Balasingham then got a job as a translator at the British High Commission in Colombo. He fell in love with Pearl Rasaratnam, a Tamil Methodist woman and daughter of a former principal of Hartley College, who was working at the British Council next to the High Commission. The couple married on 16 July 1968 at Kollupitiya Methodist Church. Pearl was a sick woman and so the couple decided to move to the UK for treatment. With the help of the British High Commission the couple left Sri Lanka on 3 August 1971.
With Sivagnanasundaram's help, Balasingham became a sub-editor of the Colombo based Virakesari newspaper in the 1960s. He was in charge of foreign news which entailed translating Reuters and other articles into Tamil. Balasingham lived at a chummery (hostel) in Grandpass, close to the Virakesari's offices, and spent much of his free time reading. He became interested in philosophy and psychology and occasionally practised hypnotism.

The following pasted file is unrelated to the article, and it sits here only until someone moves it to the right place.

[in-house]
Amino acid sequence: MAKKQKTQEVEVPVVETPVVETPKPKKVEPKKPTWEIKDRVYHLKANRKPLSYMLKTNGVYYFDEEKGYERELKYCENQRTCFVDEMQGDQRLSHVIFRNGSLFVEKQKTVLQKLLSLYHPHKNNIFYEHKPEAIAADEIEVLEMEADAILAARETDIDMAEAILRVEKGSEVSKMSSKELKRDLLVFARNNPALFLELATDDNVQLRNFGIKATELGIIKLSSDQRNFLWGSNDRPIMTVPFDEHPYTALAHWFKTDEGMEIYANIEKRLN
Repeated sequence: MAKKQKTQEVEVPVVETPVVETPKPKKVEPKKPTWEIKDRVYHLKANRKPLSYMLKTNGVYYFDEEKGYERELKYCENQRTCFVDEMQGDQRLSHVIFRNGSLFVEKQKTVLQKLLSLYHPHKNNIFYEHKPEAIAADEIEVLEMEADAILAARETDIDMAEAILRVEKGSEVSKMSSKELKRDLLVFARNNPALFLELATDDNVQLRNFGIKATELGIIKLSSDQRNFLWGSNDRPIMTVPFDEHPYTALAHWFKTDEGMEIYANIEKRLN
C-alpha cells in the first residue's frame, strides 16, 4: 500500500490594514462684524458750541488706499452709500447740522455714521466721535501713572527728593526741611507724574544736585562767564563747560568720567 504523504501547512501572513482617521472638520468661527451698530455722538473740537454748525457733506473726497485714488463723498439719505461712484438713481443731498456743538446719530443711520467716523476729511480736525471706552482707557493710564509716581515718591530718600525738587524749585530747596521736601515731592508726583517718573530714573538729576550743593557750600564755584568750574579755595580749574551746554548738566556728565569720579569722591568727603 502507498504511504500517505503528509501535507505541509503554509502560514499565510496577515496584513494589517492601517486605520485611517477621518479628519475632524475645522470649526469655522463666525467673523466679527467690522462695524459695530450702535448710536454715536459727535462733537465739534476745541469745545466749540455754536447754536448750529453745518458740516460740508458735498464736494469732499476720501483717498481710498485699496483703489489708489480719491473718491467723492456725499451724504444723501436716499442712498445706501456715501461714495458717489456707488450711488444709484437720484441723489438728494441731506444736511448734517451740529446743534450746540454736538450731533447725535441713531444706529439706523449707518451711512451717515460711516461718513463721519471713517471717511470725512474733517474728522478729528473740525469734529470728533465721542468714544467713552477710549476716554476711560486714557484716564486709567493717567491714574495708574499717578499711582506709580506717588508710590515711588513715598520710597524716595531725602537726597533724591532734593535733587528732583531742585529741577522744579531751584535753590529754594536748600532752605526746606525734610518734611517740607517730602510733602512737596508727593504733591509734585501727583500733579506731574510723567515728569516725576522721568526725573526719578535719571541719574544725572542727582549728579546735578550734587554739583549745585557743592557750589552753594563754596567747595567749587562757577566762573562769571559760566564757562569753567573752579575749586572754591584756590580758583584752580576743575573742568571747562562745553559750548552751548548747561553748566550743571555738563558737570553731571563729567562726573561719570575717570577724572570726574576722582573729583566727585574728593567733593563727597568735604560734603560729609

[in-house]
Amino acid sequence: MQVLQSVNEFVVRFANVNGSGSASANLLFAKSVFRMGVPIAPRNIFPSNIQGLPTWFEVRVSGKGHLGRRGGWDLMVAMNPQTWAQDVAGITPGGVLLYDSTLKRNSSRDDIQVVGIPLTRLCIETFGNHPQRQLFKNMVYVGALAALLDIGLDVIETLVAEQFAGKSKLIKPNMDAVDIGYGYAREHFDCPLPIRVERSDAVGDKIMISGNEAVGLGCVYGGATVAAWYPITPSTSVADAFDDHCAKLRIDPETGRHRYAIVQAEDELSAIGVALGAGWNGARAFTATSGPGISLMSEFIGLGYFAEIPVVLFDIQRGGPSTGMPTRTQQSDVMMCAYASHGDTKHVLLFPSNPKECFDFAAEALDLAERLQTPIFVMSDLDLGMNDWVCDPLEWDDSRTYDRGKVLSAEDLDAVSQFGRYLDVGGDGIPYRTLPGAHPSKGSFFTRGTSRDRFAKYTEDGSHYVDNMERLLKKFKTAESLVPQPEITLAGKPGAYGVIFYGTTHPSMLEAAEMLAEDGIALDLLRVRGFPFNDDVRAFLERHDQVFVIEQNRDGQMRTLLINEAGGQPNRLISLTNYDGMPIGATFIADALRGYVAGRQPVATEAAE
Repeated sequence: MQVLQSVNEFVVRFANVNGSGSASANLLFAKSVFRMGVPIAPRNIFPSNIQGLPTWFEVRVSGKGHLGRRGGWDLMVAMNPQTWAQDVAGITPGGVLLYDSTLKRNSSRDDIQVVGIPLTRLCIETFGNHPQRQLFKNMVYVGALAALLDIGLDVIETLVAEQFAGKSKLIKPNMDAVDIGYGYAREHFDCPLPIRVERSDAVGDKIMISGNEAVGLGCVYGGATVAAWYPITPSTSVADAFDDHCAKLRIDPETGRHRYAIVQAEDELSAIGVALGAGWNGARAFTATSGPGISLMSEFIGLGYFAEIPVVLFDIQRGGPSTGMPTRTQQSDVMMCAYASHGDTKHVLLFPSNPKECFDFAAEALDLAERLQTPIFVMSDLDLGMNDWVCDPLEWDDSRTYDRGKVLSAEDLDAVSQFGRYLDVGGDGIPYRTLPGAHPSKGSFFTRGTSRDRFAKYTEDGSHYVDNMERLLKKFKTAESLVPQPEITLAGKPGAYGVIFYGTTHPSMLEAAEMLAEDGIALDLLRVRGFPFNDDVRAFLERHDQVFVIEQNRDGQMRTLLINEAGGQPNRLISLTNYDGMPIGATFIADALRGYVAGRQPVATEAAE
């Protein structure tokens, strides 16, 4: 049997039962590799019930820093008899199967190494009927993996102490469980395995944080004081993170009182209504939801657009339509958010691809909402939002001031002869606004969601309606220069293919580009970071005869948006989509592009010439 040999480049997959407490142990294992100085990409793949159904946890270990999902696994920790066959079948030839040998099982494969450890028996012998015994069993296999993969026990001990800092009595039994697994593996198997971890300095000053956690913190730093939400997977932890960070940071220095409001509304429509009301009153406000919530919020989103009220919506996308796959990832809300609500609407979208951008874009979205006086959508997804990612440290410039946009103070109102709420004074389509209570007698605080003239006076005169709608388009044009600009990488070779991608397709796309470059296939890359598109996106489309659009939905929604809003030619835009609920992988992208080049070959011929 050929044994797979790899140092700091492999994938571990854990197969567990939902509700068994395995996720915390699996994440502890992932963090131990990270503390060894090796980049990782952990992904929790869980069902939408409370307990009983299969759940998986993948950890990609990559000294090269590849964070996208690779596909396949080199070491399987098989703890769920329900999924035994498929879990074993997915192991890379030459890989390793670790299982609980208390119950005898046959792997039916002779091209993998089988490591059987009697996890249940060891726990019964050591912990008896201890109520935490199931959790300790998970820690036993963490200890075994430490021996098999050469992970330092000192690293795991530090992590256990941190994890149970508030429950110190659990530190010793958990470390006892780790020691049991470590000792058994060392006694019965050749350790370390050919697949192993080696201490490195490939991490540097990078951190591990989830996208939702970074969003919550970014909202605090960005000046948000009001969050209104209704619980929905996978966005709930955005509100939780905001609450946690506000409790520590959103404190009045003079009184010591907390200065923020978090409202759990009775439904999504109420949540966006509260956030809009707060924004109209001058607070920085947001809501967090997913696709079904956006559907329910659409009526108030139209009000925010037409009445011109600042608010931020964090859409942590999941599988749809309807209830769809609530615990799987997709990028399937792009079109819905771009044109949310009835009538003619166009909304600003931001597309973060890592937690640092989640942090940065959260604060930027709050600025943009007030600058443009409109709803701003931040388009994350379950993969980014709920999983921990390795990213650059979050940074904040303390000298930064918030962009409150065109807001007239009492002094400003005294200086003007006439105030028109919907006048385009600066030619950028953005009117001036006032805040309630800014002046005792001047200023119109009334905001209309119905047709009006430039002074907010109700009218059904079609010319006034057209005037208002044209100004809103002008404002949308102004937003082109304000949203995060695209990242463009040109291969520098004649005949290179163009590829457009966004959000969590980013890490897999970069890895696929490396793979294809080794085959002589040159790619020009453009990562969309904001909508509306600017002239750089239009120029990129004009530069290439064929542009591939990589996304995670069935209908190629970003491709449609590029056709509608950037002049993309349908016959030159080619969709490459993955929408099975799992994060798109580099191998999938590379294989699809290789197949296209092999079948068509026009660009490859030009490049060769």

Anton Balasingham Stanislaus (Tamil: அன்ரன் பாலசிங்கம் சிடானிசுலாசு, romanized: Āṇṭaṉ Pālaciṅkam Ciṭāṉisulās; 4 March 1938 – 14 December 2006) was a Sri Lankan Tamil journalist, rebel and chief political strategist and chief negotiator for the Liberation Tigers of Tamil Eelam, a separatist Tamil militant organisation in Sri Lanka.
Balasingham was born on 4 March 1938. His father was an electrical foreman from Mandur in eastern Ceylon and his mother was a midwife from Jaffna in northern Ceylon who met whilst they were both working at Batticaloa Hospital. Balasingham's paternal grandfather was a Hindu priest.